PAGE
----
I was watching BBC Three ‘The School that rocks‘. Why you may ask.. well as some people know I am starting a social network www.1wish.net for aspiring and talented people so I thought I ‘d do some research while spanning time with a friend last night.
Without going into too much details this program follows the lives of a few select teenagers who are seeking fame and fortune and have enrolled into a college for performing art etc and this bring me to my point.. there was a photoshoot for the said pupils and I thought ‘HANG ON’ this so called photographer has got it all wrong in my view!!?? He was shooting literally about a foot away from the subject which led me to think these pupils faces will look disproportionate. Low and behold when unveiling his masterpiece the main complaint was “my face looks fat” haha
So there you have it classic mistake… wrong lenses and wrong technique. Kevin Rockwell explains this best
Here are some other pointers to get you going…
This is essential portfolio piece or otherwise for many professionals whilst first impressions because it is YOU. A perfect headshot for models, actors, musicians etc will be the difference between success and failure. Get this wrong and this could mean a bad reputation for you.
Here are a few tips I picked up, so follow this as well as what I mentioned above and you will steer clear of people blogging about you AND YOUR SHODDY WORK!!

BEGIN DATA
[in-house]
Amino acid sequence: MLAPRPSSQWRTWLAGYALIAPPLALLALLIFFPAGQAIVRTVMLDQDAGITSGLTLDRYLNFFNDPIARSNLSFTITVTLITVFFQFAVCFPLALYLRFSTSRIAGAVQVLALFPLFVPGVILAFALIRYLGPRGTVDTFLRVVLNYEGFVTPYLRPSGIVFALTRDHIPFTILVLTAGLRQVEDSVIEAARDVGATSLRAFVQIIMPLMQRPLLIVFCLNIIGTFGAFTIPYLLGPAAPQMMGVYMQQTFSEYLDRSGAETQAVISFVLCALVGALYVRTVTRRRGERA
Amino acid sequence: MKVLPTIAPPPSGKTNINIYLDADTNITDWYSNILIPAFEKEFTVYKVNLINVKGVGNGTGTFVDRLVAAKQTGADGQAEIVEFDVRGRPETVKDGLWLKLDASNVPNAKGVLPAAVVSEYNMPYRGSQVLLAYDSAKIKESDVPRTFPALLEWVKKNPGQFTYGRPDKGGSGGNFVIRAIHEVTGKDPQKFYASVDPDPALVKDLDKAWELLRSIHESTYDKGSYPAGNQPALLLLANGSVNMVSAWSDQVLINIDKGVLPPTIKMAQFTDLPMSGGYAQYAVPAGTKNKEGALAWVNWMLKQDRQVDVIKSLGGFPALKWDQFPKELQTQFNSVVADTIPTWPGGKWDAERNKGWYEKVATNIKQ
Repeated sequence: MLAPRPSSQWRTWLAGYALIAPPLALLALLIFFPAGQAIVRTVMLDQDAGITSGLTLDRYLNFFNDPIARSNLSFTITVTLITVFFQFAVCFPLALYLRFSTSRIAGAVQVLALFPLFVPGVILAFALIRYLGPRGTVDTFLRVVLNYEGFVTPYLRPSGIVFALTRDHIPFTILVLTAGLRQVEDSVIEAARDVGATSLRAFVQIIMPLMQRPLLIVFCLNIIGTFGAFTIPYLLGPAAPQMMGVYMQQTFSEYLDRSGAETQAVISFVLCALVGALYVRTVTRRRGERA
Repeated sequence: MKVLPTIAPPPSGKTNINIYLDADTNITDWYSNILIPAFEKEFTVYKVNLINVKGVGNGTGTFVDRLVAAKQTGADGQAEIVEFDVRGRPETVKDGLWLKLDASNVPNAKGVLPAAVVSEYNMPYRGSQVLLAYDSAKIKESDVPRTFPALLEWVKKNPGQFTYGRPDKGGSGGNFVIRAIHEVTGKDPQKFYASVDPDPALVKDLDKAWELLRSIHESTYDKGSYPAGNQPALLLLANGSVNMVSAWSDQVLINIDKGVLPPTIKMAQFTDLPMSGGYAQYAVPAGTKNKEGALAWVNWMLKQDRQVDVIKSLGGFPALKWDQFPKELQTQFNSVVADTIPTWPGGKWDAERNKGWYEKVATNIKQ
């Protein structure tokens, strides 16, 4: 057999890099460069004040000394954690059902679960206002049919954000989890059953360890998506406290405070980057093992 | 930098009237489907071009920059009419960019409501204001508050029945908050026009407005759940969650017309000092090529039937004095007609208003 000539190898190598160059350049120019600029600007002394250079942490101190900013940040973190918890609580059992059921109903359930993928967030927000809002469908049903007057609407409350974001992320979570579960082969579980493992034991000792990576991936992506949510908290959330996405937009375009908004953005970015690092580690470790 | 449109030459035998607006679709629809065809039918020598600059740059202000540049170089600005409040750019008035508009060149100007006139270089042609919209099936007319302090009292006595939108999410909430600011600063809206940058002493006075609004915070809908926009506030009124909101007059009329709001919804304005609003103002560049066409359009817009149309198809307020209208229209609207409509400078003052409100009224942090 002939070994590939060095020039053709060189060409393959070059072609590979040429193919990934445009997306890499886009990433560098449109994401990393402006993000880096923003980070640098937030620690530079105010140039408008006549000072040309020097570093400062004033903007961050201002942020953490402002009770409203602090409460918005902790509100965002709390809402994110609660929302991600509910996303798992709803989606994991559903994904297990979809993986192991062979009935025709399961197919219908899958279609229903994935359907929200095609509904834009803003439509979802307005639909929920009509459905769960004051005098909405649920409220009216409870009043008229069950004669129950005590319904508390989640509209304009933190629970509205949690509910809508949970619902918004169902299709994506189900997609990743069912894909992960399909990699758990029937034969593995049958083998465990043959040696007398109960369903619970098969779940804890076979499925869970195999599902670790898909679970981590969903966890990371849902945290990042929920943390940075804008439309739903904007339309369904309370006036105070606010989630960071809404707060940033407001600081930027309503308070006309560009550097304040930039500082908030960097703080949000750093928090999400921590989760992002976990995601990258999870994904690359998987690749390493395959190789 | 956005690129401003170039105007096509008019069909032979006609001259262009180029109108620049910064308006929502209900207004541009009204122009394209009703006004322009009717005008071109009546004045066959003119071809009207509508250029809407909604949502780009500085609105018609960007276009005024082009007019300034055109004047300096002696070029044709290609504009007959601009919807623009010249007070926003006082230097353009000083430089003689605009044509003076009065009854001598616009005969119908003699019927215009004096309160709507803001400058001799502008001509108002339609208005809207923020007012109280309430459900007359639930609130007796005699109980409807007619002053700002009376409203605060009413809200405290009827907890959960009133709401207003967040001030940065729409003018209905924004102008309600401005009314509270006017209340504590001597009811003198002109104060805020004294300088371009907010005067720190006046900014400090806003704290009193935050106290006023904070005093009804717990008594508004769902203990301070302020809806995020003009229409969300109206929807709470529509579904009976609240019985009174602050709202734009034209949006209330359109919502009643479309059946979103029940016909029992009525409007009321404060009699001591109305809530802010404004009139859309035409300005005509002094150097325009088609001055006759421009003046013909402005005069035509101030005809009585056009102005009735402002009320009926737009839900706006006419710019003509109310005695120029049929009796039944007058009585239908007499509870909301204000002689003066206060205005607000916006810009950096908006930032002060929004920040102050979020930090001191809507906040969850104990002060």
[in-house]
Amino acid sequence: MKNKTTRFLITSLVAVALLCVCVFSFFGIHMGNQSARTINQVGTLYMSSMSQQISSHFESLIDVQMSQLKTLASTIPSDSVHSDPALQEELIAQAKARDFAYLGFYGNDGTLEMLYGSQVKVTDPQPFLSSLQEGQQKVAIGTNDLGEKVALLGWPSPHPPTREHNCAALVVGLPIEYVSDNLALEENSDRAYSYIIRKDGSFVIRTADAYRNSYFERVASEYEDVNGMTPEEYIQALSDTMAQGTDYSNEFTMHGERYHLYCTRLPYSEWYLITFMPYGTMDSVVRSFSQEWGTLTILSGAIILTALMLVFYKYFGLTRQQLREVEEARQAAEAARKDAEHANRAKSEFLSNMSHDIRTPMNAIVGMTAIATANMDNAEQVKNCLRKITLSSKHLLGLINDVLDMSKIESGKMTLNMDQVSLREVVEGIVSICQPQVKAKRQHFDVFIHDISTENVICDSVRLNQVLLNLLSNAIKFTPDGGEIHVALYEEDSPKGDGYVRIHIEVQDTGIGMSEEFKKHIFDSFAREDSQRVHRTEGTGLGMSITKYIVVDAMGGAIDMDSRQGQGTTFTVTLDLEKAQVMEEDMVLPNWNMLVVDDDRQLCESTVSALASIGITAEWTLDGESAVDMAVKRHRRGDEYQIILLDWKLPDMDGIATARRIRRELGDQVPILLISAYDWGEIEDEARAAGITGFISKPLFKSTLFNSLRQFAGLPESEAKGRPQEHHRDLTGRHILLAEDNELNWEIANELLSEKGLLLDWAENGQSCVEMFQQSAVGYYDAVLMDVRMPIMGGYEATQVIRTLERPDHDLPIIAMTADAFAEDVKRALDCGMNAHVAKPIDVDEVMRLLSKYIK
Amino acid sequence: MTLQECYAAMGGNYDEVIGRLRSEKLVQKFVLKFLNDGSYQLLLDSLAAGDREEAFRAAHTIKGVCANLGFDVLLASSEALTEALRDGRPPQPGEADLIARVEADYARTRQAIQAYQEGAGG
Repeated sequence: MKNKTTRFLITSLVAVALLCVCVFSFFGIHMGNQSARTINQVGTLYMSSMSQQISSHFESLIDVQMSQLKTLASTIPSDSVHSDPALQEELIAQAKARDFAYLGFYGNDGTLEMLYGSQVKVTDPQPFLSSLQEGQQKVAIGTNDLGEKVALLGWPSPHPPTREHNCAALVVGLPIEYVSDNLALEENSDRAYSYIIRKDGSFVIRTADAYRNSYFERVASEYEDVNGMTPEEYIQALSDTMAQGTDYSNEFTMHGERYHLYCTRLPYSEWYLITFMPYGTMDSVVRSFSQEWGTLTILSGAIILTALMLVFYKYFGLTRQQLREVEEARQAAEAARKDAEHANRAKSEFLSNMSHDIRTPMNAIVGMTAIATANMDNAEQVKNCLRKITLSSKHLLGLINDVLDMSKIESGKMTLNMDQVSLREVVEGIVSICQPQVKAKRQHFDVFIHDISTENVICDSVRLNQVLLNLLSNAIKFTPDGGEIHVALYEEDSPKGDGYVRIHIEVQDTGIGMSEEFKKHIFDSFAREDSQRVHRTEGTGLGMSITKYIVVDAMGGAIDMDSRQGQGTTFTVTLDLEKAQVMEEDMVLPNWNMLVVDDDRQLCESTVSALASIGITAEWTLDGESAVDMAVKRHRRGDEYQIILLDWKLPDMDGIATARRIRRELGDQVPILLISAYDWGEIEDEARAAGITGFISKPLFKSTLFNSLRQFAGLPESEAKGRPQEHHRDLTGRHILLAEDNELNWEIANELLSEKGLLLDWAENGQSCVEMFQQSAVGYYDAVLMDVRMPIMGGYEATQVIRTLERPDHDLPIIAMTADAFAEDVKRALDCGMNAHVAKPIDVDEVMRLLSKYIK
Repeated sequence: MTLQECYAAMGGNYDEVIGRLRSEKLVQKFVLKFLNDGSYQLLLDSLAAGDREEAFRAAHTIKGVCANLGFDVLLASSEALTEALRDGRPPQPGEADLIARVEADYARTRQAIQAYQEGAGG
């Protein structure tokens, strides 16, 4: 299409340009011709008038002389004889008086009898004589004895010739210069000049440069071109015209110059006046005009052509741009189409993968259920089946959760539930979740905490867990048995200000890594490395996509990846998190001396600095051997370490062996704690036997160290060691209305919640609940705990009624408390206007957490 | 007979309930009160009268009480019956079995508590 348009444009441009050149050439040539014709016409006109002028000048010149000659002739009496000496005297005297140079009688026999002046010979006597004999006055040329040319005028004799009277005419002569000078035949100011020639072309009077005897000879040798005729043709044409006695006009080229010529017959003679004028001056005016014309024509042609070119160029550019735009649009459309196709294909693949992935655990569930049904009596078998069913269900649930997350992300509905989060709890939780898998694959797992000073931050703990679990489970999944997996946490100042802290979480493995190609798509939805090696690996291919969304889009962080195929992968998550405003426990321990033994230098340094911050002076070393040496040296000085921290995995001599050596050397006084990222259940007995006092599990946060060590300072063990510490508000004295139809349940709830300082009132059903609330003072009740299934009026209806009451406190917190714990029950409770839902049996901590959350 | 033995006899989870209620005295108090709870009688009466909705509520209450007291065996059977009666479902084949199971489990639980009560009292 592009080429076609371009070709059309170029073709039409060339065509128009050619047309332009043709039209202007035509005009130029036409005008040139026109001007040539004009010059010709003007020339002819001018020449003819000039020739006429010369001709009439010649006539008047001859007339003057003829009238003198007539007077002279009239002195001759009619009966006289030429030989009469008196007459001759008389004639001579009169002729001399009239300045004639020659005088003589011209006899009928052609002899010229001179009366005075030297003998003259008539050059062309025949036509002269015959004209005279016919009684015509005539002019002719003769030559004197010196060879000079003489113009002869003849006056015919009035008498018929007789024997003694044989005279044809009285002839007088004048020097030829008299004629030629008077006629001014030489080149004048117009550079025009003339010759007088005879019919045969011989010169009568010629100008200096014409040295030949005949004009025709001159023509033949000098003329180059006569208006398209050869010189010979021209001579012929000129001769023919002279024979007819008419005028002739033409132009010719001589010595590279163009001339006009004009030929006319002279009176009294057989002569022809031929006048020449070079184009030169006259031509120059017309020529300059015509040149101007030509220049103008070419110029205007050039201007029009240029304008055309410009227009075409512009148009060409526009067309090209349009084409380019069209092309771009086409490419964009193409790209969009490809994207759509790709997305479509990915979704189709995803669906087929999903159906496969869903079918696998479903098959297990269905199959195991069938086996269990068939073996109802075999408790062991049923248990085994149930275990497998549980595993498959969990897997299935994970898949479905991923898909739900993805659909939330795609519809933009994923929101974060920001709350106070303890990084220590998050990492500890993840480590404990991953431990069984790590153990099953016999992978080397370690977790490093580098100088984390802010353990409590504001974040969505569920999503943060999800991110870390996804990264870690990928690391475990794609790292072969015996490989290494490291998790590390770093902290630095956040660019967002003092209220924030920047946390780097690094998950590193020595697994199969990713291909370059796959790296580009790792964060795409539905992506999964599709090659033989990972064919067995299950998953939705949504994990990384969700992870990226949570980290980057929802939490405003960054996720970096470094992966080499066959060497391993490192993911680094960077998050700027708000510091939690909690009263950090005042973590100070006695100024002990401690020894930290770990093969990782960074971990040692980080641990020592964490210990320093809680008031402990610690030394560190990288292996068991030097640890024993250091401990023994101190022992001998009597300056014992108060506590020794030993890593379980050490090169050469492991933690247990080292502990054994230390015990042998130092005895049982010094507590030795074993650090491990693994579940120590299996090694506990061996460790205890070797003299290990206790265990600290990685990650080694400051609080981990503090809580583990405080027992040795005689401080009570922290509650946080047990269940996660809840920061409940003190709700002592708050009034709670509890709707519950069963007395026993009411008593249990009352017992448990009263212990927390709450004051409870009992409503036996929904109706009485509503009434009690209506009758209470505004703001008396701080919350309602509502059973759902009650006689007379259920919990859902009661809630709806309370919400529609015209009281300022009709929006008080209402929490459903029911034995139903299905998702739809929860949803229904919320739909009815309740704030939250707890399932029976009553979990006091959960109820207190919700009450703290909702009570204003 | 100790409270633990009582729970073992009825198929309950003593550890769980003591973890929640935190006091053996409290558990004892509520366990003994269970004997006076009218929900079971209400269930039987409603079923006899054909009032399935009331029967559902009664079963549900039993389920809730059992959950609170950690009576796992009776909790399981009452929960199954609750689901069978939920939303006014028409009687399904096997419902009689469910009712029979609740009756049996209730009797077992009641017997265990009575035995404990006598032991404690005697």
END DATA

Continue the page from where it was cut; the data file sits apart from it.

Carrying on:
1. Focus on the eyes.
Nothing is more important than achieving super sharp, vibrant eyes in your shot. This is the most powerful and effective way to draw the viewer into the photo. If a picture can paint a thousand words then at least half of that is attributed to the window of your soul.
2. Watch your angles.
Close up shots reveal practically everything including the look and feel. For women, it is a good idea to make the eyes appear larger and the face more delicate by shooting down. For men, emphasise strength and achievement by shooting slightly up. So the saying goes but that is a subjective view these days.
3. Use of a diffused light.
Close up shots will inevitably reveal the texture of the skin. Not necessarily a great thing if you are aging so try to reduce the number of visible blemishes using a diffused light to gently wrap around the skin, encapsulating definition along the lines of the face and without highlighting their blemishes and imperfections.
4. Add a hair light
Detail is critical in head-shots and are no more dynamic than when created with a hair-light. A hair-light can be placed above or behind the subject [with a flash or the sun] to add depth to the shot, and pull the top of the head out of the background.
5. Use of Lens (original point of this article)
Nothing annoys me more than a near-dynamic headshot that fails simply because of lens distortion/fish eye effect. Please avoid mid to wide angle lenses for close headshots. You will need good light and a quality lense of course and compressing your image you will slim your subjects face.. and you wont here “My face looks fat”.
6. Guide expression & feeling
Very important and this at least was done right! It’s your job as photographer to pull out the most natural looks from your subjects if that is what is intended. This is where a personable technique is advised, guiding them through complimenting conversation; i.e. asking serious questions to pull out a thoughtful gaze, or telling a joke to capture a natural smile, gouding them into a moody grimace… whatever it takes.